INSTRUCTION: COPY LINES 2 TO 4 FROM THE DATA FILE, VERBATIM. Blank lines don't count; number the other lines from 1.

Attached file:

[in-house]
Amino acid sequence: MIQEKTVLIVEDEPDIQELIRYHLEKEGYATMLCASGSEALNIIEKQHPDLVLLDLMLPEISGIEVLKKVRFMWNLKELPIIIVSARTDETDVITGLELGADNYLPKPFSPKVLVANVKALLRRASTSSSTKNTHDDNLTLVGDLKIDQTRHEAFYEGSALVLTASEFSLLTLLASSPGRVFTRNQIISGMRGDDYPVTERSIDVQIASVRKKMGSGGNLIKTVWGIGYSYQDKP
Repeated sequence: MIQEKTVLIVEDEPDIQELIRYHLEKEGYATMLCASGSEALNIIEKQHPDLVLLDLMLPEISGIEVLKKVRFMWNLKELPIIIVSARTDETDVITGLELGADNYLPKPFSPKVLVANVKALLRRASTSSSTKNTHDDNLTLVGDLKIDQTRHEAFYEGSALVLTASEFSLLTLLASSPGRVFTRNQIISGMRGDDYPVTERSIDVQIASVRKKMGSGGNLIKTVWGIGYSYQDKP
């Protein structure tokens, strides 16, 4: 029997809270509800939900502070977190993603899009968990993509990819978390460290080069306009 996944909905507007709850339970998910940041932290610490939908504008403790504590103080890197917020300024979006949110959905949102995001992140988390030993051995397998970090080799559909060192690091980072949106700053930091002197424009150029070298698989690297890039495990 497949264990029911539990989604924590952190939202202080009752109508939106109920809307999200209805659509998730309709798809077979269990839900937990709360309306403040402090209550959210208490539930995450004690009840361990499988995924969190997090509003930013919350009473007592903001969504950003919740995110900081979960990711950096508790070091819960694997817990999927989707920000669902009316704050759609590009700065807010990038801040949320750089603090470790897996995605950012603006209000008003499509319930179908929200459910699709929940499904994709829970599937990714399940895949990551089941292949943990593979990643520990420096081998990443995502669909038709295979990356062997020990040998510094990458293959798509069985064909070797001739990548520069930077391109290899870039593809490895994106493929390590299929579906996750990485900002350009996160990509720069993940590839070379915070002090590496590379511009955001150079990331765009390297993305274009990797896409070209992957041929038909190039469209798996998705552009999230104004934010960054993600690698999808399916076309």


Amino acid sequence: MIQEKTVLIVEDEPDIQELIRYHLEKEGYATMLCASGSEALNIIEKQHPDLVLLDLMLPEISGIEVLKKVRFMWNLKELPIIIVSARTDETDVITGLELGADNYLPKPFSPKVLVANVKALLRRASTSSSTKNTHDDNLTLVGDLKIDQTRHEAFYEGSALVLTASEFSLLTLLASSPGRVFTRNQIISGMRGDDYPVTERSIDVQIASVRKKMGSGGNLIKTVWGIGYSYQDKP
Repeated sequence: MIQEKTVLIVEDEPDIQELIRYHLEKEGYATMLCASGSEALNIIEKQHPDLVLLDLMLPEISGIEVLKKVRFMWNLKELPIIIVSARTDETDVITGLELGADNYLPKPFSPKVLVANVKALLRRASTSSSTKNTHDDNLTLVGDLKIDQTRHEAFYEGSALVLTASEFSLLTLLASSPGRVFTRNQIISGMRGDDYPVTERSIDVQIASVRKKMGSGGNLIKTVWGIGYSYQDKP
């Protein structure tokens, strides 16, 4: 029997809270509800939900502070977190993603899009968990993509990819978390460290080069306009 996944909905507007709850339970998910940041932290610490939908504008403790504590103080890197917020300024979006949110959905949102995001992140988390030993051995397998970090080799559909060192690091980072949106700053930091002197424009150029070298698989690297890039495990 497949264990029911539990989604924590952190939202202080009752109508939106109920809307999200209805659509998730309709798809077979269990839900937990709360309306403040402090209550959210208490539930995450004690009840361990499988995924969190997090509003930013919350009473007592903001969504950003919740995110900081979960990711950096508790070091819960694997817990999927989707920000669902009316704050759609590009700065807010990038801040949320750089603090470790897996995605950012603006209000008003499509319930179908929200459910699709929940499904994709829970599937990714399940895949990551089941292949943990593979990643520990420096081998990443995502669909038709295979990356062997020990040998510094990458293959798509069985064909070797001739990548520069930077391109290899870039593809490895994106493929390590299929579906996750990485900002350009996160990509720069993940590839070379915070002090590496590379511009955001150079990331765009390297993305274009990797896409070209992957041929038909190039469209798996998705552009999230104004934010960054993600690698999808399916076309």